Casting a net for fish and wisdom

by | Aug 9, 2018 | Alewife Fishing, Fresh Water Fishing, Striped Bass Fishing

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It’s a lot like tossing a pancake.

You keep your arm straight, put some lead line in your mouth and swing your hips. Sounds like a lame country line dance number I know but in fact, it’s the short course on how to throw a cast net. Bait is a cost when fishing and if you’re on the last minute side of being prepared, it’s something you likely don’t have so to help us understand the basics, mechanics and real joy of throwing a cast net properly, I turned to the one guy I knew would know.

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Steve Babcock readies the cast net

“I learned from a Redneck down in Florida and I never forgot,” Steve Babcock said.

Since we’re a little shy on Redneck’s on our side of the Mason-Dixon line, here’s the basics. It’s meant to be thrown in a smooth series of actions resulting in the business end landing like that pancake and trapping bait on the bottom. The purse line gets pulled taught, smoothly drawing in the bottom, which then hauls the whole deal aboard with the goods.

It’s a real skill which takes time to perfect but anything worth doing is worth doing right.

“You ain’t gonna learn what you don’t want to know,” wrote the San Francisco poet, Robert Hunter.

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Steve works with the next generation of fisherman

“Follow your arm,” Steve instructed. Left or right handed, holding your arms straight will encourage the rest of your body to follow suit and make the net pay out flat. The first step is to make sure the mainline is tied to your wrist with a half hitch or such, lest you throw the whole deal overboard with hopes of catching some bay anchovies and instead lose your fifty dollars into a river, which is where I snagged it years ago thinking I was onto the largest fall striper of my life. The rest gets coiled loosely around your palm, which should face upwards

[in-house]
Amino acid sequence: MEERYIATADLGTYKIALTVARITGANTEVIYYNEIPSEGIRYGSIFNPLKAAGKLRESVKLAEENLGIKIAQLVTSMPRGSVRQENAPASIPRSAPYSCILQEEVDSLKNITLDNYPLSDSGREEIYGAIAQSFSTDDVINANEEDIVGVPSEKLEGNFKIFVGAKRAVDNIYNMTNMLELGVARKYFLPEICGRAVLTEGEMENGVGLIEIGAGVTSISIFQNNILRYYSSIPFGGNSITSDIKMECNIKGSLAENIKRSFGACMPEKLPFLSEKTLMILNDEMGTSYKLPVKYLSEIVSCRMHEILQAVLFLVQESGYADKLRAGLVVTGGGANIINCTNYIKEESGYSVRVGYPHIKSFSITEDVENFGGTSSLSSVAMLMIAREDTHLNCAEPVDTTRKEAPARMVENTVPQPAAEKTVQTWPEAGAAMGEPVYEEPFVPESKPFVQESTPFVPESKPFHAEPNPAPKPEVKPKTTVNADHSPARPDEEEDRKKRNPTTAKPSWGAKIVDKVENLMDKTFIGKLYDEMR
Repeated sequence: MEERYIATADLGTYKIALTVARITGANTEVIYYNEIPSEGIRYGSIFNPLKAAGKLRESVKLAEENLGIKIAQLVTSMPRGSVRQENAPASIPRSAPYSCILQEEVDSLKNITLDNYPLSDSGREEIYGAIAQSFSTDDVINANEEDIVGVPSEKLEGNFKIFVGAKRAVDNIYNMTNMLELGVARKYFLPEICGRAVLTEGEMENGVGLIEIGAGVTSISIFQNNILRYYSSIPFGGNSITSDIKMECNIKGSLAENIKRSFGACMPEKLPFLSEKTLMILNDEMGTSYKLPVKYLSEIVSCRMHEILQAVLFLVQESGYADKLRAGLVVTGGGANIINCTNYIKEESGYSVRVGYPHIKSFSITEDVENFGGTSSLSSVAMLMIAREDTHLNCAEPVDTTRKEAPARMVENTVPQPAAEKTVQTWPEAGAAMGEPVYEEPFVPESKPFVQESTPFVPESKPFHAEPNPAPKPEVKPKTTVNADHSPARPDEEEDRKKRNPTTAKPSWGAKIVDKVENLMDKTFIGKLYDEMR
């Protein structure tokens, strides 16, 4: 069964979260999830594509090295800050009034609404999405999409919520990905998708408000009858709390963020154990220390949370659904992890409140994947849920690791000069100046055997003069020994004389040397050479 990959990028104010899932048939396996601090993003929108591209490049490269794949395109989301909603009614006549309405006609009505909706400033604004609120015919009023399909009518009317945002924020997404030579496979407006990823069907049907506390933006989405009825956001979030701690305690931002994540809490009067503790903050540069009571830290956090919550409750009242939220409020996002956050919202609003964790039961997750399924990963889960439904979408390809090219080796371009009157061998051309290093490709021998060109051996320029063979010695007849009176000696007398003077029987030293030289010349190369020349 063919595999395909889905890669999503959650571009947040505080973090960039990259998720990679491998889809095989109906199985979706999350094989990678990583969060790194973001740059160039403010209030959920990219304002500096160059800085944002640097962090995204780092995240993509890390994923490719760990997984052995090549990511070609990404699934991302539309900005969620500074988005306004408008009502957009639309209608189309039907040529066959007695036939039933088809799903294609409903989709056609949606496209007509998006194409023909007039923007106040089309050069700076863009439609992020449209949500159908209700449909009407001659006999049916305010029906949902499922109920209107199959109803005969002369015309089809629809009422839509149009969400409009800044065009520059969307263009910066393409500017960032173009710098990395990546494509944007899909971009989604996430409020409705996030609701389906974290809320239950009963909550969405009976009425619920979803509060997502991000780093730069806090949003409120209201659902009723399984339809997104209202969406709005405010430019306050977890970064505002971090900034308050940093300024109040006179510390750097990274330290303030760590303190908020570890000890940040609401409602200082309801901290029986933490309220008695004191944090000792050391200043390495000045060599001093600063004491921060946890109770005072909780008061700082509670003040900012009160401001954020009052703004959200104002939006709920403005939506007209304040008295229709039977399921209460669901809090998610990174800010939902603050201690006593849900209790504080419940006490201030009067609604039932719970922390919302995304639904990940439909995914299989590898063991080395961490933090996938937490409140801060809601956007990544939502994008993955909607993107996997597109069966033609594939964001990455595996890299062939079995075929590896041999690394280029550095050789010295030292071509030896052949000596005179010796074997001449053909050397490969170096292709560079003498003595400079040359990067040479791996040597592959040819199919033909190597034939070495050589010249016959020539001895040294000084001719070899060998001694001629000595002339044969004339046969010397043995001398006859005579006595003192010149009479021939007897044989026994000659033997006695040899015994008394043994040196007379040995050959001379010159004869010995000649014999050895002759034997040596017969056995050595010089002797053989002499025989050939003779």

That will be important shortly.

“Shorten it up,” Steve said. “Now reach with your other hand to the rings which encircle the net’s lines. Draw in a foot or so, take both sections, fold it over and look down, so the purse line ends up just where it should be,” Steve added, as if I knew where it should be. By now, the net should be laying loosely around your boots somewhere. Reach straight down, right along your leg, then take hold of one weight. Throwing a cast net is a serious skill which looks really easy when the right person is throwing it, but it’s not

“You gotta put some in our teeth,” Steve said, sounding like the Godfather of South County.

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Just before the pancake meets the water…

For years, he fished up and down the East Coast with the Roebuck’s and a handful of local fishing royalty, earning every dollar and sore muscle, catching more swordfish, tuna, squid and whiting than most folks could ever imagine because he learned how the ocean worked, that smart fishermen’s moves are guided by common sense and after time, wisdom. He’s awash with stories of fish to the gunwales and engines strained by the haul. So one weight needs to go in your mouth but if your net has real lead weights, it’s probably better to take hold of a piece of netting in between leads.